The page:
2011-2012 Investigating the Microbiological Quality and Safety of Bottled Drinking Water
The Food Safety Action Plan (FSAP) aims to modernize and enhance Canada's food safety system in order to better protect Canadians from unsafe food and ultimately reduce the occurrence of foodborne illness.
In Canada, the annual consumption of bottled water has increased from 32.7 to 67.8 liter per person over the last decade. Bottled waters are not sterile and can contain bacteria from naturally occurring sources. These bacteria may lead to water spoilage, but generally do not cause waterborne illnesses. Harmful microorganisms could be introduced to bottled water during the production, transportation of source water and bottling, if Good Manufacturing Practices (GMPs) were not followed. Compared to other drinking water sources, very few outbreaks have been associated with bottled water. There has been no waterborne disease outbreaks associated with bottled water in Canada. However, with the significant increase in the consumption of bottled water, concerns over its microbiological safety and quality have been raised.
Considering the above factors and their relevance to Canadians, bottled water has been selected for a targeted survey in the 2011/12 fiscal year under the FSAP. The main objectives of this survey were to generate current baseline surveillance data on the microbiological quality and the occurrence of hazards of concern in bottled water available in the Canadian retail market.
In this survey, a total of 843 samples of bottled water, including imported and domestic, spring, mineral and other types of water, were collected and tested for bacterial, viral and parasitic microorganisms of concern. Pseudomonas aeruginosa and Aeromonas hydrophila, which can cause illness in people with low immunity,were not detected in any of the 504 samples sent for bacteriology analysis. One sample was found to exceed Health Canada's standard for total coliforms, a group of harmless bacteria used as an indicator of microbiological quality. Cryptosporidium was not detected in any of the 194 samples tested for this parasite. Hepatitis A virus was not detected in any of the 145 samples sent for virology testing, while Human Rotavirus and Norovirus were detected in one and two samples, respectively. It is important to note that the current methods for virus detection are molecular-based assays that do not differentiate living, infectious viruses from dead viruses. Therefore, it is impossible to determine if the viruses detected in the positive samples were capable of causing illness. No outbreaks associated with these products were reported during this survey. Based on the above considerations, immediate follow-up actions were not taken on the positive samples.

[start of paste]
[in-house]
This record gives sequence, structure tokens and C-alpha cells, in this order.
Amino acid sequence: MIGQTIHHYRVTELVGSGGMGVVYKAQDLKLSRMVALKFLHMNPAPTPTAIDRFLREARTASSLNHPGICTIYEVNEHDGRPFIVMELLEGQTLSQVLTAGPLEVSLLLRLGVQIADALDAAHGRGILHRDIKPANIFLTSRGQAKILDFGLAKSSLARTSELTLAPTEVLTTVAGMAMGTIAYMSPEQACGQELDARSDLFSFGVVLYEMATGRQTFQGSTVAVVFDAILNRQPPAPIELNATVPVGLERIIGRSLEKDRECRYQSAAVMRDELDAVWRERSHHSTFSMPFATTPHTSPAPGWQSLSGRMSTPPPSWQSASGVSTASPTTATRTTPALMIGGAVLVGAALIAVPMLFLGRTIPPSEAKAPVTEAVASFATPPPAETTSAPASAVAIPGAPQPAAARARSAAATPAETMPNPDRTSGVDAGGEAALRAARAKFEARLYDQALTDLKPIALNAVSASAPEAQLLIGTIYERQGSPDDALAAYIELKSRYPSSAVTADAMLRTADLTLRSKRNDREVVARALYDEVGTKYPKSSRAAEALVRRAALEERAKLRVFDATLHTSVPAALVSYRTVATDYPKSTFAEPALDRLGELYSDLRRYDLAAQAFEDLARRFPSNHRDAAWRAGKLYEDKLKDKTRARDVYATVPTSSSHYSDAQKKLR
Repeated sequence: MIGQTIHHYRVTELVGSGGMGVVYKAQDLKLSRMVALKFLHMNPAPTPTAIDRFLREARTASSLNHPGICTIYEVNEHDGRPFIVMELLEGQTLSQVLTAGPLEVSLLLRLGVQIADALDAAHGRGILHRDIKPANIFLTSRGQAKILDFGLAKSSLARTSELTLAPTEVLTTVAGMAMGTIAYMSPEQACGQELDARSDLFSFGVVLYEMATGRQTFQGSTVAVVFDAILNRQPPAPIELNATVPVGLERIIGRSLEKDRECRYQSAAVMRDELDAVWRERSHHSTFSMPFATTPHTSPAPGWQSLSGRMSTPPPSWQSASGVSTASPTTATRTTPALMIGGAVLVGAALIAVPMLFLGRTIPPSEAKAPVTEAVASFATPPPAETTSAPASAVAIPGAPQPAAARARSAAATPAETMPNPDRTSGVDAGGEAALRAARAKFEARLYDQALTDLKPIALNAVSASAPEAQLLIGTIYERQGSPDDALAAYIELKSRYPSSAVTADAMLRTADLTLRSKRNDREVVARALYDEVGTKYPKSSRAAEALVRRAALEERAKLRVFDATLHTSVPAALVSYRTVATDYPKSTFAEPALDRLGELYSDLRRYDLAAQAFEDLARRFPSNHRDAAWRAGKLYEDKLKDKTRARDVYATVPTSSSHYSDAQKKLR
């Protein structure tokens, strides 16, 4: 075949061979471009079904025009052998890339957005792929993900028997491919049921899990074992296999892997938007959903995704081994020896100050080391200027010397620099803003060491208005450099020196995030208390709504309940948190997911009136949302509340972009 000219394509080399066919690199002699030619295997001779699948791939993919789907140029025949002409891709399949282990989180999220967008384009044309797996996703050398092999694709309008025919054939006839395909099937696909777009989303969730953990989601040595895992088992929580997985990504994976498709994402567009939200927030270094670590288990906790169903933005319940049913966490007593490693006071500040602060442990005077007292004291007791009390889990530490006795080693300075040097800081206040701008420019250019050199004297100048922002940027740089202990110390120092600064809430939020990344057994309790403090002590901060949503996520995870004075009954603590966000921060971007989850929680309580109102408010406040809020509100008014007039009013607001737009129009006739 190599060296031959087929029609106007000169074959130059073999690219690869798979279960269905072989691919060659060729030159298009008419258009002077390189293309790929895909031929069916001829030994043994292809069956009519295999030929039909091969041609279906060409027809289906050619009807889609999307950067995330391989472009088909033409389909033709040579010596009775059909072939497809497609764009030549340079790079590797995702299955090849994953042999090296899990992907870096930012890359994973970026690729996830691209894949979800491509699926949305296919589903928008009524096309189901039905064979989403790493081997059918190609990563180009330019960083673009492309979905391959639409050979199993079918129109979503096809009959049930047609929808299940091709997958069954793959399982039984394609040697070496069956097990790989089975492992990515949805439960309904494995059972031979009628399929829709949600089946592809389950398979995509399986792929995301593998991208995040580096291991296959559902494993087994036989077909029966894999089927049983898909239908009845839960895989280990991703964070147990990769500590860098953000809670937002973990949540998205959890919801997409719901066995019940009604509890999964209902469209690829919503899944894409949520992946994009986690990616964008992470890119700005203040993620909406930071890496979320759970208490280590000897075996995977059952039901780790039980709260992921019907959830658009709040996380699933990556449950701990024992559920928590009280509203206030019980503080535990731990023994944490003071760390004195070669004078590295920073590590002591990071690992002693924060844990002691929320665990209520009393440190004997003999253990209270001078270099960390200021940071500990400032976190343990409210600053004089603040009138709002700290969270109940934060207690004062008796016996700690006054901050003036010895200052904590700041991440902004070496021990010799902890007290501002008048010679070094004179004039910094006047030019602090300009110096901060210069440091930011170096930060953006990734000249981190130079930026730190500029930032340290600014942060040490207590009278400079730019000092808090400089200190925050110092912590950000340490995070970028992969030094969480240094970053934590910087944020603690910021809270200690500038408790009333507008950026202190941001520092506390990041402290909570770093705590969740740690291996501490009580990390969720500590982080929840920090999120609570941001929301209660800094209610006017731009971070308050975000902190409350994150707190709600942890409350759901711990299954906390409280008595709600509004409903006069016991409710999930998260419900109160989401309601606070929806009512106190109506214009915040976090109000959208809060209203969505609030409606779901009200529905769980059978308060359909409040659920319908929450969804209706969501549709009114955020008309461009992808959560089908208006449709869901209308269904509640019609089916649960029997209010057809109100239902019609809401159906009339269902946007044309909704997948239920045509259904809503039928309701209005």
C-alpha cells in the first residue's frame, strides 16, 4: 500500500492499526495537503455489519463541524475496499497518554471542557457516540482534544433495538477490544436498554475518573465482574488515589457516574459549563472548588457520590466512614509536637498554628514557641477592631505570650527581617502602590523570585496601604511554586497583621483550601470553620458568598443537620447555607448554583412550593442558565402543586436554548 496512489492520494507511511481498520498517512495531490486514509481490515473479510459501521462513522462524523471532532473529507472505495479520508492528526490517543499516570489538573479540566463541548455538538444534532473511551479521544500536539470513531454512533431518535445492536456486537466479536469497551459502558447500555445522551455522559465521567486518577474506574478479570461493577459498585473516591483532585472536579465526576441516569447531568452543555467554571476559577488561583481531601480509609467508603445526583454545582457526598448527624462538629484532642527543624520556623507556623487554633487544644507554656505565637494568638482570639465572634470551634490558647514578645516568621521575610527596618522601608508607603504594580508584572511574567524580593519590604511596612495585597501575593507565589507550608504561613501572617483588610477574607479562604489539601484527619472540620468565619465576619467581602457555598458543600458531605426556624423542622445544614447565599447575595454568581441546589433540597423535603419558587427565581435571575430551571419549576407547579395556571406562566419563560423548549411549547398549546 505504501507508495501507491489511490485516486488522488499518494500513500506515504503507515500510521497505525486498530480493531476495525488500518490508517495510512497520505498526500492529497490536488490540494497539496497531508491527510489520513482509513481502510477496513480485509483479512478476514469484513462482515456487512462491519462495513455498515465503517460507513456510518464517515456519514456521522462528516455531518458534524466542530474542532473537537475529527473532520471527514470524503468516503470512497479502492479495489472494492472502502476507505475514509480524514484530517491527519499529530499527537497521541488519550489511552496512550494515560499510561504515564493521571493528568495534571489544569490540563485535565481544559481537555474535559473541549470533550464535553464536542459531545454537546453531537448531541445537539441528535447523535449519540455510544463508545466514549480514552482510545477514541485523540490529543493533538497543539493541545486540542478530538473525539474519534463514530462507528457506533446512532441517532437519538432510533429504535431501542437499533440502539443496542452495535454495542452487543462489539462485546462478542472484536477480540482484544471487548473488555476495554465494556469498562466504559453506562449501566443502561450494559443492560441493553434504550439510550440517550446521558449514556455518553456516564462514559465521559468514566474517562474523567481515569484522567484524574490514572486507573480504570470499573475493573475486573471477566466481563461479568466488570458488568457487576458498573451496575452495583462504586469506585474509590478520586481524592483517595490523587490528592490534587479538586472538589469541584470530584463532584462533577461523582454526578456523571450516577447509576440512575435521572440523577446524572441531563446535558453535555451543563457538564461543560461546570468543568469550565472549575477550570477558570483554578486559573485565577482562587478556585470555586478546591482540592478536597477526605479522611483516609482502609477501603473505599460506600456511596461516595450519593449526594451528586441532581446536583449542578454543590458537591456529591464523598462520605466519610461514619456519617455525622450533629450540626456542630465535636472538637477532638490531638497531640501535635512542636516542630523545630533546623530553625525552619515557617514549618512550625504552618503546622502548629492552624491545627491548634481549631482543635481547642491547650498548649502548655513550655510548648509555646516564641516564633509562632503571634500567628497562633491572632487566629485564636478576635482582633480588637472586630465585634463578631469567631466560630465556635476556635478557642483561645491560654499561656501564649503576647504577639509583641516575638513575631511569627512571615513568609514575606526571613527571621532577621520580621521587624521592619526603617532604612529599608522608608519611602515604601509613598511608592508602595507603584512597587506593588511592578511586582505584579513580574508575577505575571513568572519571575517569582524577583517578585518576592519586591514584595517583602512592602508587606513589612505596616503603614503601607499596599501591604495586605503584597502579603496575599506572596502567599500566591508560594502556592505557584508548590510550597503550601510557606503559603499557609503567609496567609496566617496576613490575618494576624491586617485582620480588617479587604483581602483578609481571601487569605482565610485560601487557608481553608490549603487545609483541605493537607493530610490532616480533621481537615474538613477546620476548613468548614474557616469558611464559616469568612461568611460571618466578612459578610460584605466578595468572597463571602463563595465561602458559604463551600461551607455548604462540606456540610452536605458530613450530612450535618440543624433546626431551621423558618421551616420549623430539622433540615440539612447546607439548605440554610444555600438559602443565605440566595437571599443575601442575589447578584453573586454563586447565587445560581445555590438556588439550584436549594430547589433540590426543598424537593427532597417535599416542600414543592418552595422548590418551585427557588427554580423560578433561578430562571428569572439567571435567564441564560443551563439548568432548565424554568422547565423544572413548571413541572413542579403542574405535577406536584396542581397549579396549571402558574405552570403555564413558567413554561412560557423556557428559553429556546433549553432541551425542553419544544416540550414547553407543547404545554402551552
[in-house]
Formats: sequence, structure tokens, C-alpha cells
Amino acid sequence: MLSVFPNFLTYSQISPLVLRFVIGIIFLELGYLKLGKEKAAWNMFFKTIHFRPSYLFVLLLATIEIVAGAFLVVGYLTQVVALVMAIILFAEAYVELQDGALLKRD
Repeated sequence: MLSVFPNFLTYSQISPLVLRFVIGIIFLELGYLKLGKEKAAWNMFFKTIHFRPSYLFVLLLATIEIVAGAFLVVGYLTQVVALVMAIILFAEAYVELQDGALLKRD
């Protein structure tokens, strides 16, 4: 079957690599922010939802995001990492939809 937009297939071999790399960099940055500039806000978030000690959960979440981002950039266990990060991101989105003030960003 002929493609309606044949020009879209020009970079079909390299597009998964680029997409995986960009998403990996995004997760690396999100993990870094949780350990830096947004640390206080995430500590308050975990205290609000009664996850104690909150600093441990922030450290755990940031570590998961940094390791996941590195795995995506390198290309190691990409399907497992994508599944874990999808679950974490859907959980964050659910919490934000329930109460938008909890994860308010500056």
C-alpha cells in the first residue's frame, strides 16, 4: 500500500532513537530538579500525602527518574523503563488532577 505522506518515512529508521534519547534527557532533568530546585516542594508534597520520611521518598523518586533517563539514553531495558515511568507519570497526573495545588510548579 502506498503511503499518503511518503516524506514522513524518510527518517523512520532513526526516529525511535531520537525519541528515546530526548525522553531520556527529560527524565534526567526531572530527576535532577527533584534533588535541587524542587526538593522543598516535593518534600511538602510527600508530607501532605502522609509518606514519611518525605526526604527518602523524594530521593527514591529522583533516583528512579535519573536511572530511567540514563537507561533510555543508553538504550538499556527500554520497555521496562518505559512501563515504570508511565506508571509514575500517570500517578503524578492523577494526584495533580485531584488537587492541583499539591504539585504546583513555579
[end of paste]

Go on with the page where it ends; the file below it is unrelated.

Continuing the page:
The Canadian Food Inspection Agency (CFIA) regulates and provides oversight to the food industry, works with provinces and territories, and promotes safe handling of bottled water throughout the production chain. However, it is important to note that the bottled water industry, importers, and retail sectors are ultimately responsible for the bottled water they produce, import, and sell, while individual consumers are responsible for the safe handling of the bottled water they have in their possession. Moreover, general advice for storage and safe handling of bottled water is available. The CFIA will continue its surveillance activities and inform stakeholders of its findings.
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The complete text of this report is available upon request.
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